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Flashbacks: Echoes of Past Issues

Beneath an oak tree that was massive and gnarled, the oldest of the stones were small and unmarked. Johnny dreamed of them more often than he liked. Hanged slaves under a hanging tree . . . That was county history, and dark.

* Corbie Hill, “When It Came Time to Write a New Novel, John Hart Turned to Familiar Territory – His Native North Carolina,” News & Observer 19 Feb. 2018: web.

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PHOTOGRAPH BY SUSAN SHINN TURNER; COURTESTY OF THE SALISBURY POST

wooded home and being nurtured by it in return: “Sap rose in the trees, and he felt it, same with the birds and beetles, the crawling vines and the flowers that followed the sun” (102). One of the novel’s least likeable characters is William Boyd, a big game hunter who exploits the land for trophies. Johnny shoots up Boyd’s camp after discovering that Boyd has killed a massive mother bear and orphaned her two helpless cubs while trespassing on Johnny’s property. Boyd’s ultimate fate emphasizes the novel’s green sensibilities. Perhaps the most significant theme is the relationship of the past to the present, particularly as it relates to the legacy of slavery in the United States. As Hart said in an interview, “The book is very much about time as a tapestry and the threads that stretch forwards and back. It’s impossible to escape the history of slavery in the South, especially today.”* Hart develops this theme by revealing the secrets of Hush Arbor, the former slaves who once inhabited it, and their former white owners who were Johnny’s ancestors. As Verdine, a descendant of the former slaves, tells Johnny, “Time is truly the thinnest of things” (253). Through the recurring dreams of the descendants of slaves and slaveholders, the novel suggests that no one can escape the damage done by slavery and the deeds of their predecessors:

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It was family history, too. (18; ellipses and emphasis in novel)

And through the literal unearthing of a body, Hart reminds readers that, although we may attempt to bury and forget the pain of the past, it lives on beneath the surface, causing continued misery. The best aspects of this novel remind me of Toni Morrison or William Faulkner, particularly Faulkner’s iconic line, “The past is never dead. It’s not even past,” which Hart dramatizes somewhat more literally than Faulkner did. As in Morrison’s Beloved, the supernatural elements in The Hush seem mostly necessary and believable in the fictional universe Hart creates. The themes Hart explores have been examined to similar ends before, but the supernatural elements of the plot give them a new countenance here. Despite the weighty themes and compelling plot, stylistically Hart is no Morrison or Faulkner, which may be good news to many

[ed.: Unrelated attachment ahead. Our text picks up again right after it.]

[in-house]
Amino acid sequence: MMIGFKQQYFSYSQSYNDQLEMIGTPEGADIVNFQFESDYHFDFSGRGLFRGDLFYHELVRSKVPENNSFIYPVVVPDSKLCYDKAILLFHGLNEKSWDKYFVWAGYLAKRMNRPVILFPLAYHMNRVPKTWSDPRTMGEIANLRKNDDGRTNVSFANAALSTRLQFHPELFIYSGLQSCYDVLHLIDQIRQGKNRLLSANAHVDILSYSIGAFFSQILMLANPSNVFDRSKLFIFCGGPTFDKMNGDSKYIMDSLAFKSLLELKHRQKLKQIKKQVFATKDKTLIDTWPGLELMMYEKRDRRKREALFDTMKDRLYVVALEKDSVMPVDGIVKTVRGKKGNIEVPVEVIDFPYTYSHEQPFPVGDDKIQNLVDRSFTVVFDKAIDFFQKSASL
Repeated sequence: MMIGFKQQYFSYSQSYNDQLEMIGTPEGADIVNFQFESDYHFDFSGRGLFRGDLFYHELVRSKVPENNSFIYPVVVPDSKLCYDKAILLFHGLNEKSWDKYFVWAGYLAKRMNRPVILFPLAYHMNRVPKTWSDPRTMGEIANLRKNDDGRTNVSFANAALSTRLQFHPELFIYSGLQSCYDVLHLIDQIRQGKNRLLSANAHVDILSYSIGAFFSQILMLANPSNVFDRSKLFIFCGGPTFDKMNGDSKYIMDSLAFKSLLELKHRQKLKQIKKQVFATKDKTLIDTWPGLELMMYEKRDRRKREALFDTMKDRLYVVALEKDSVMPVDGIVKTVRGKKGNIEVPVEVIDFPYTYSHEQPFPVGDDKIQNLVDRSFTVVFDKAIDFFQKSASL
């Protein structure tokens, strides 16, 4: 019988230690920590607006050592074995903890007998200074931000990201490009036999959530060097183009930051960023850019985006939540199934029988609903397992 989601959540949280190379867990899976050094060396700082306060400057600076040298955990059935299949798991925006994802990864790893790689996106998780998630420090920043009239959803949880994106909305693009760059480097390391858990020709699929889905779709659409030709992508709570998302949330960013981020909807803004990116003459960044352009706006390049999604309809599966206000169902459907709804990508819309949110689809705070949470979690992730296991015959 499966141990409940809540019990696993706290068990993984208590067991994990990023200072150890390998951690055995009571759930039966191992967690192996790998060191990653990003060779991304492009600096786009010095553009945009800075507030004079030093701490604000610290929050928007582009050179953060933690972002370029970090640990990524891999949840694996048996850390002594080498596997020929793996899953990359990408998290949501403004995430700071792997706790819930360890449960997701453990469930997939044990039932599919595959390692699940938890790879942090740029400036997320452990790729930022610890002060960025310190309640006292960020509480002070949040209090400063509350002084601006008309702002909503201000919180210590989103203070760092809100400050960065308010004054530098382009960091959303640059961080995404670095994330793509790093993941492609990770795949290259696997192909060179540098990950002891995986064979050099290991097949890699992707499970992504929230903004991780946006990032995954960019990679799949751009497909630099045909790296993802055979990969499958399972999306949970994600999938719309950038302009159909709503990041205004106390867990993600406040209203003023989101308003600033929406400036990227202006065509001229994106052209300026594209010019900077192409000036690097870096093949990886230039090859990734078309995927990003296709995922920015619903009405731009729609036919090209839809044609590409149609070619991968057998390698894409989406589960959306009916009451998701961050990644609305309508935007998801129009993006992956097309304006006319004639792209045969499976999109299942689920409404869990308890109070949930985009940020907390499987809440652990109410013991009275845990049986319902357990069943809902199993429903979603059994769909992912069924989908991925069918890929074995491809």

readers. The style more closely resembles that of his friend and fellow novelist, John Grisham, and this was one element that I found off-putting until I became fully immersed in the story. For example, the frequent one-line paragraphs inserted for dramatic effect – “This place. / His life” (2) – seem heavy handed and overused, appearing six times on pages two and three alone. In addition, Hart uses the narrator’s access to Johnny’s thoughts to reveal aspects of his character, but sometimes the lines seem more for the reader’s benefit than organic to the character himself: “He was forgetting; he could feel it. Forgetting how to relate, to be a part of . . . this [society]” (8). By page fifty, however, I was so absorbed in the novel that these stylistic tendencies ceased to bother me. I enjoyed the novel and I’d recommend it to other readers, but I doubt that I will ever teach it because stronger stylists have made these points before. n

ABOVE “Thrillers! An Evening with John Grisham and John Hart,” moderated by

North Carolina Bookwatch host D.G. Martin in Duke Energy Center for the Performing Arts, Raleigh, NC, 23 Feb. 2018

Profile for East Carolina University

North Carolina Literary Review Online 2019  

A literary review published online annually by East Carolina University and by the North Carolina Literary and Historical Association.

North Carolina Literary Review Online 2019  

A literary review published online annually by East Carolina University and by the North Carolina Literary and Historical Association.

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